Saturday, June 12, 2010

The Working Order

Poem of the Day:
Yusef Komunyakaa's "Gristmill"
Magic City

The voice of Komunyakaa's poem seems to be that of a child; it is utterly sincere and because of this it is brazenly observant. The speaker concerns himself with the process of grain-making in a work environment characterized by color. Komunyakaa writes, "Black hands shucked/& shelled corn into a washtub...Daddy shouldered a hundred-pound sack/To Mister Adam's gristmill" (lines 1-6). From the raw material handled by "[B]lack hands" comes "the meal & husk" (line 25) finally handled by "[S]mooth, white hands" (line 24). Within the mechanics of grain-making lies an order of color; the final product is white, the crude is black.

I am not of Komunyakaa's time, location or color. I am unable to tune into the rhythm of which he writes, the rhythm of "Slip-/Socket to ball-/Bearing & coghweel" (lines 10-12) that create the tension between two races. Rather, in the past few days I have become cognizant of a generational rhythm, a gristmill per era, that is taking place.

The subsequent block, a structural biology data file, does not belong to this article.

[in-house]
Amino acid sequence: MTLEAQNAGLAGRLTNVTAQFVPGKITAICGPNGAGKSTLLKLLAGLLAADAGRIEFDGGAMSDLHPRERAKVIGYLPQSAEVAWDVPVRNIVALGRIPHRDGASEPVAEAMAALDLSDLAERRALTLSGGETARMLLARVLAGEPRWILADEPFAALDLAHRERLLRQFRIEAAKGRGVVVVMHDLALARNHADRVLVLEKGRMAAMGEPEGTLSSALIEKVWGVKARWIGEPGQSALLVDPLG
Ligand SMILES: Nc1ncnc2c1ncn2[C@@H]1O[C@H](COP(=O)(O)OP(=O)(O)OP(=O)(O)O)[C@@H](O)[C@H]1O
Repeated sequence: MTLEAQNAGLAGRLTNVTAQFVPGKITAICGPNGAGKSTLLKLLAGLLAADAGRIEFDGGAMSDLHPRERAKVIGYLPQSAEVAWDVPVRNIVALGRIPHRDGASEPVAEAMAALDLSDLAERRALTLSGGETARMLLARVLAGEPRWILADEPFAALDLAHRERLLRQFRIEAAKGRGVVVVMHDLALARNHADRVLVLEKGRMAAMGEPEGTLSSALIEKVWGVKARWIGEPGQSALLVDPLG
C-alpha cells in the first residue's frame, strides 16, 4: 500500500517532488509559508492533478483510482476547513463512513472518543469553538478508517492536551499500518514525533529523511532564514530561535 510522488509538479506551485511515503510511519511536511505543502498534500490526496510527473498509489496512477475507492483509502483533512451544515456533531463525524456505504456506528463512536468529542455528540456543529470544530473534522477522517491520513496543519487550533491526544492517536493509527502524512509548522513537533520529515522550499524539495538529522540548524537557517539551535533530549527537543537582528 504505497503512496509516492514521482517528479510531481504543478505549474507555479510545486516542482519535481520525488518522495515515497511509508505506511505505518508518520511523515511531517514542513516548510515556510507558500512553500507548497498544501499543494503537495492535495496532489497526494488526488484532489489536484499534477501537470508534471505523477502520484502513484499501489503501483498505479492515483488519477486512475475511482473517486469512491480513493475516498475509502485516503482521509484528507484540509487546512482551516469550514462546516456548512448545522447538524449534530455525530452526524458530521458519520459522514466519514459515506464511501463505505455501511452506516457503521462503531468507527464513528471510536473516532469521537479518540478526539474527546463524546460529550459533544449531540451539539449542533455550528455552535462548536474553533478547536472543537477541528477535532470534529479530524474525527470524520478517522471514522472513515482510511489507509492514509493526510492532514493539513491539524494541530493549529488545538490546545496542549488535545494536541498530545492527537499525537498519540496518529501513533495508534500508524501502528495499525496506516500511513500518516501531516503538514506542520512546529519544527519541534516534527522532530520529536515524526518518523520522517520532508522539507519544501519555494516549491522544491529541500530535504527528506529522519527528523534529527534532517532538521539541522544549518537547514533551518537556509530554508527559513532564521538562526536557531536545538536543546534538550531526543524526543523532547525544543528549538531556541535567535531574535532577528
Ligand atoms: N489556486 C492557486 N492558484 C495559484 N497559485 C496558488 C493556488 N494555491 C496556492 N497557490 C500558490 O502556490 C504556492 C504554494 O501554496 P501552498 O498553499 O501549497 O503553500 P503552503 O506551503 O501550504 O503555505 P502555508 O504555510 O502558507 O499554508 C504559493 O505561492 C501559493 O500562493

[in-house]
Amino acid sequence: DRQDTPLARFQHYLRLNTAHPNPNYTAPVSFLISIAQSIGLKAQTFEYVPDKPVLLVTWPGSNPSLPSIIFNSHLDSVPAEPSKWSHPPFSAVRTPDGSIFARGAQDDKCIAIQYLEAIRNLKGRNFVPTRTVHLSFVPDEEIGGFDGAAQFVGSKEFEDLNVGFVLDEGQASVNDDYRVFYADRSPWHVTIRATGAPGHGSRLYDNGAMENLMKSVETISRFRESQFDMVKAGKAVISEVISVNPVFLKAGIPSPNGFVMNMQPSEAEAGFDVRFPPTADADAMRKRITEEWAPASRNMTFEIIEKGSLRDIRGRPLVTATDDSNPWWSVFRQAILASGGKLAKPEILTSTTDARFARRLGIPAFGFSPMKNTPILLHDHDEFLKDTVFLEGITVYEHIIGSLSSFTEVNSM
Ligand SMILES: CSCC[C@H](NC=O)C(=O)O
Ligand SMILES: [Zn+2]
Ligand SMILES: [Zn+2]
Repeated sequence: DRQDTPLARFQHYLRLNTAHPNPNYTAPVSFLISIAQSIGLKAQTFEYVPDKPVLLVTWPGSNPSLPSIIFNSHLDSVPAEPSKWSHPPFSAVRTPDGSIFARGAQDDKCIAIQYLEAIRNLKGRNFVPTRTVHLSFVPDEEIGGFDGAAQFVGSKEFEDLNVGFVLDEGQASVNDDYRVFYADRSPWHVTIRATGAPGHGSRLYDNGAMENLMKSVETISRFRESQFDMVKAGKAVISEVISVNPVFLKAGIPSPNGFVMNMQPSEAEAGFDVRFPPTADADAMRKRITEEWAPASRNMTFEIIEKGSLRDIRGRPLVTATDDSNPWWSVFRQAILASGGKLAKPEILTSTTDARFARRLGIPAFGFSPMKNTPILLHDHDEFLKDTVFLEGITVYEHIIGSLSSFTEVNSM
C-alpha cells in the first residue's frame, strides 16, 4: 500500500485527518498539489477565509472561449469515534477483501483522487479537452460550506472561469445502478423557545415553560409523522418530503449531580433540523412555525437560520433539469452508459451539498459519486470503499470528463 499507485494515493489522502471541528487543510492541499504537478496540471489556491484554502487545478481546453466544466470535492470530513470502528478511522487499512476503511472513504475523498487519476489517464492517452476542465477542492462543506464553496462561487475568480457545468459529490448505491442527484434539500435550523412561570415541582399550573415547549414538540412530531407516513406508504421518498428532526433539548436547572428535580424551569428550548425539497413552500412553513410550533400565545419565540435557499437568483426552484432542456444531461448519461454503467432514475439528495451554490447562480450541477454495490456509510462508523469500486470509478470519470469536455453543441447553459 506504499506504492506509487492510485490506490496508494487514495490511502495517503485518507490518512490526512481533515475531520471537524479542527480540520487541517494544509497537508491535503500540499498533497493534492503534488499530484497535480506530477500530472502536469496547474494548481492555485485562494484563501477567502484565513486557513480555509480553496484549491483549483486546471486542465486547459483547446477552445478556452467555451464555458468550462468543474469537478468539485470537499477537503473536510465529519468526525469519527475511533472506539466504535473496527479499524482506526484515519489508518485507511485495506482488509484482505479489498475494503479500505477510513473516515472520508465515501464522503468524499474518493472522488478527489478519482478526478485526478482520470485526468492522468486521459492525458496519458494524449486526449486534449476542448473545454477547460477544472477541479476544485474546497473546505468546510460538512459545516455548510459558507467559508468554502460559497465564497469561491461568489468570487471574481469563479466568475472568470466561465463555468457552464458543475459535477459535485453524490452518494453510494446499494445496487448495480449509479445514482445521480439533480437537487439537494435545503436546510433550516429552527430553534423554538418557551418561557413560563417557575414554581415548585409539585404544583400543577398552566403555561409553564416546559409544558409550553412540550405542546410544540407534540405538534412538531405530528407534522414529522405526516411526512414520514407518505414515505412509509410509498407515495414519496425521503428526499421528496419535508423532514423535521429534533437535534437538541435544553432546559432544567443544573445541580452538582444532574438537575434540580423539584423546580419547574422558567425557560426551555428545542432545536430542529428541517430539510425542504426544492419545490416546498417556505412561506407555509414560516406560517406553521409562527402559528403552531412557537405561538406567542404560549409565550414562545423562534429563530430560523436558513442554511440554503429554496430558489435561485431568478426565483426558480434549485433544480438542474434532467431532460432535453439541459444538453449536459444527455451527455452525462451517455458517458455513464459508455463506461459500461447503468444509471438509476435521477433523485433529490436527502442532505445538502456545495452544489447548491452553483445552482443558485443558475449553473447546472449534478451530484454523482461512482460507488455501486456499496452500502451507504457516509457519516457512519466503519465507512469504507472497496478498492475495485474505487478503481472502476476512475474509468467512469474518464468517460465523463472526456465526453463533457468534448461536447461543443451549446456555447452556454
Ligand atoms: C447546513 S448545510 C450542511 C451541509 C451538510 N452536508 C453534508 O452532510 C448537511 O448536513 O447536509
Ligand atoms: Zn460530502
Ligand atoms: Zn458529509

All weekend my family and I have been setting up the house in preparation for my sister's high school graduation party. Inherent in this process are sounds that I like to think mirror Komunyakaa's gristmill; there is the drilling of my father as he fixes a bar stand (at 7 AM nonetheless), the taping and stapling of pictures for my sister's aptly titled 'shrine,' and the emptying of ice into a keg barrel. These sounds coalesce to form a sort of machine, grinding out a social gathering.

There is also the generational rhythm superimposed upon these sounds; one day perhaps I too will be working tirelessly to set up for my child's high school graduation party, just as my parents did three years ago for mine and now for my sister's. It is a rhythm that persists over time and a rhythm that persists now, though shortly.

A Poem A Day Audrey


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